It's a simple concept: Study your mistakes and learn from them.
But researchers say it has been slow to catch on at hospitals, which tend to focus on blaming an employee when a patient dies or is injured, rather than examining their system as a whole.
Jacksonville physician Robert Wears has launched an effort to get Florida hospitals and agencies to follow Massachusetts and Texas in creating a coalition to study why mistakes happen and how to prevent them.
Hospital errors occur so regularly that researchers and even the hospital industry now say it isn't a matter of incompetent workers but of a need for more quality controls.
"In times past, when anything bad happened, we'd look to find the 'bad apple,'" said Susie White, the Florida Hospital Association's vice president for quality management. "[But] people don't come in figuring out how they can screw up their workday."
The association hasn't heard Wears' pitch yet, but White said it is willing to listen. The association held a conference in Florida last year on how to catch and prevent errors. The conference included the National Patient Safety Foundation, a group started by the American Hospital Association.
Wears began pitching his idea last week to hospital officials in Jacksonville, based on the Massachusetts Coalition for the Prevention of Medical Errors. Doctors started that group last year, following publicized cases of serious medical errors in that state and elsewhere. Probably the most visible case in Massachusetts was a Boston Globe health columnist's death from a chemotherapy overdose.
Florida needs a coalition to update hospitals on what they can do to catch errors before they harm patients, said Wears, a Shands Jacksonville emergency room physician and University of Florida professor.
The public tends to hear about isolated cases in the media, such as the Tampa surgeon who amputated the wrong foot in 1995, or the 1998 death of Hilliard resident Arthur Holton Jr., a surgery patient at Shands Jacksonville who police concluded died from an accidental morphine overdose.
But more studies are showing errors are commonplace, since a landmark 1991 study of New York hospitals concluded about one of every 200 patients died because of a medical error. That study's author, Lucian Leape, a Harvard School of Public Health professor, helped start the Massachusetts coalition.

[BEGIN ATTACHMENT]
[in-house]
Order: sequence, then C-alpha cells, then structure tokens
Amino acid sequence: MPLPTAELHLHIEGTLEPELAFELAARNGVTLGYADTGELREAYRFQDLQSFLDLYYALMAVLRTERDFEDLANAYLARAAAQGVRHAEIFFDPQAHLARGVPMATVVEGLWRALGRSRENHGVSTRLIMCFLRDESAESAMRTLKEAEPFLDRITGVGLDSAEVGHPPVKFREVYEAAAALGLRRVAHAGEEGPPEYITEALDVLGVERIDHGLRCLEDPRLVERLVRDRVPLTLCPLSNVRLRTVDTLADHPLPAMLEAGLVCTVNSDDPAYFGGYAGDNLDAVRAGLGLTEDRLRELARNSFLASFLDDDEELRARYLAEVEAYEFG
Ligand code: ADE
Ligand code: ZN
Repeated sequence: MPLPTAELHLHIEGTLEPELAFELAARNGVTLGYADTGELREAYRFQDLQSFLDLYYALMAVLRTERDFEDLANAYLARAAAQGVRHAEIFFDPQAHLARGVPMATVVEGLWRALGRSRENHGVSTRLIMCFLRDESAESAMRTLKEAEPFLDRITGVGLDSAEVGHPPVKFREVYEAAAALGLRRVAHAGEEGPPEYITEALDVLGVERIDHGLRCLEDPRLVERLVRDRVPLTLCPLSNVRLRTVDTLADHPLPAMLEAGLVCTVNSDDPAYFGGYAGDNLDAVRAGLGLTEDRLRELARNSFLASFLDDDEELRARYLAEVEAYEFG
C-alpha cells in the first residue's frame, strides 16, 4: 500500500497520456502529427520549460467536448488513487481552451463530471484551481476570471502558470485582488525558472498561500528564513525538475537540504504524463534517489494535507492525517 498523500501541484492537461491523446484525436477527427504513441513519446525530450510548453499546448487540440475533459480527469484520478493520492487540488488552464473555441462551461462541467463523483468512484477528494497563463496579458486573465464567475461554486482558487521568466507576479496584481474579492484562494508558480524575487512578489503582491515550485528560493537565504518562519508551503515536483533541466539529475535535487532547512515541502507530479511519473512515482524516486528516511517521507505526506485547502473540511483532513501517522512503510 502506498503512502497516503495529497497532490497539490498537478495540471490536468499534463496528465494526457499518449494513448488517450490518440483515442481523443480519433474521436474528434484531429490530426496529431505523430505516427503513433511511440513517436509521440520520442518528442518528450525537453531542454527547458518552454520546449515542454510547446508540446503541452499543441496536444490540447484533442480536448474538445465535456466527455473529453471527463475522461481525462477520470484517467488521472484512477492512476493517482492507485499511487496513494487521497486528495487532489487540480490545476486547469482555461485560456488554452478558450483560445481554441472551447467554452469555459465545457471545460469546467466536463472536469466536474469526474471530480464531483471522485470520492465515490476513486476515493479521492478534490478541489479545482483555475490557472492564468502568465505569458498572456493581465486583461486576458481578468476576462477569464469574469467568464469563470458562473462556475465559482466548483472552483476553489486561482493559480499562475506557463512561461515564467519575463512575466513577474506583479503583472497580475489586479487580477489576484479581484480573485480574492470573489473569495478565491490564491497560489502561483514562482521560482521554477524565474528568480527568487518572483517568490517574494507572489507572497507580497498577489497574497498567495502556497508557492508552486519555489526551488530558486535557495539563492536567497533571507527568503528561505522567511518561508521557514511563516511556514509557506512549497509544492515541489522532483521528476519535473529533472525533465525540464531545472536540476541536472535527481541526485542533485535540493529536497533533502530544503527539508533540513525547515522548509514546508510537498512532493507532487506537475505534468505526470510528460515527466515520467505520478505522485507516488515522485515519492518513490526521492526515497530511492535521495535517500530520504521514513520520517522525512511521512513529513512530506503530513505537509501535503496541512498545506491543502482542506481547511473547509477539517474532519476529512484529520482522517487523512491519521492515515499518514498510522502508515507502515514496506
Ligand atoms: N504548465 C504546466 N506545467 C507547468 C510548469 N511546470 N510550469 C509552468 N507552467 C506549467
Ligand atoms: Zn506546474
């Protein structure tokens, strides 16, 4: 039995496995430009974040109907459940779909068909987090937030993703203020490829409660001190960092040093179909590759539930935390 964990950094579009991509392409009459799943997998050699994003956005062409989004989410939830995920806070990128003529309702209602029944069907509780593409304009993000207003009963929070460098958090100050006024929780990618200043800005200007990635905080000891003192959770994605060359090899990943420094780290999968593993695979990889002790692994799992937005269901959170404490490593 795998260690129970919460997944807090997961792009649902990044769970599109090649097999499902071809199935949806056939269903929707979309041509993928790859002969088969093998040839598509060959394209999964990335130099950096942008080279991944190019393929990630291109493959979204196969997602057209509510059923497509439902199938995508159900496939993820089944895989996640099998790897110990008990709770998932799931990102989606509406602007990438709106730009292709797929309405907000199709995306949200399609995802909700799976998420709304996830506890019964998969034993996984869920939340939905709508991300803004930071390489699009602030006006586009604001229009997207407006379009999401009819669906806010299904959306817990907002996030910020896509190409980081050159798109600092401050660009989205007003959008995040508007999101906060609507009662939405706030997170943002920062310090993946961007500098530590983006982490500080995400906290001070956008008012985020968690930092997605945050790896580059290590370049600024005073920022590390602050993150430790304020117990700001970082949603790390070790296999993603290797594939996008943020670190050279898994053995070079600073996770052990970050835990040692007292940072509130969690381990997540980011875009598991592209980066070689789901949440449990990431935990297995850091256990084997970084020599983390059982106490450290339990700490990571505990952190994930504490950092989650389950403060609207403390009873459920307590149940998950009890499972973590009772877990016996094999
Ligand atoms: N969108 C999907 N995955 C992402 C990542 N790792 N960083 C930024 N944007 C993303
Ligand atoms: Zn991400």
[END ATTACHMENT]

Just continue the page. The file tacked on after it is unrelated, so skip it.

In the September issue of the Annals of Emergency Medicine, Leape and Wears co-authored an editorial citing another study's conclusion that 4 percent of all hospitalized patients die, are disabled, or have a prolonged hospital stay --- nd more than 70 percent of those cases are preventable.
"The magnitude of this problem is overwhelming," Leape and Wears wrote.
"If these results are generalized, then more than 1 million patients each year are injured in preventable medical accidents, and approximately 100,000 die, which is twice the annual highway death rate."
FEAR OF LAWSUITS
Studying errors is risky. Hospitals fear the information they gather could be used in lawsuits. And doctors, nurses and others are trained that they shouldn't have to rely on help from others, Wears said. When they make an error, they are so ashamed they won't admit it.
"From a society's point of view, as a result, no one can learn from the error," Wears said.
Hilary Mathews, associate administrator for St. Luke's Hospital, said her organization would be interested in joining a coalition.
"If we can improve upon our systems to prevent errors? Absolutely," she said.
William McLear, a physician and senior vice president for medical affairs for Baptist St. Vincent's Health System, said he strongly supports the creation of a coalition like Massachusetts', but said it needs broad support from hospitals, doctors, pharmacists, nurses and others in health care. …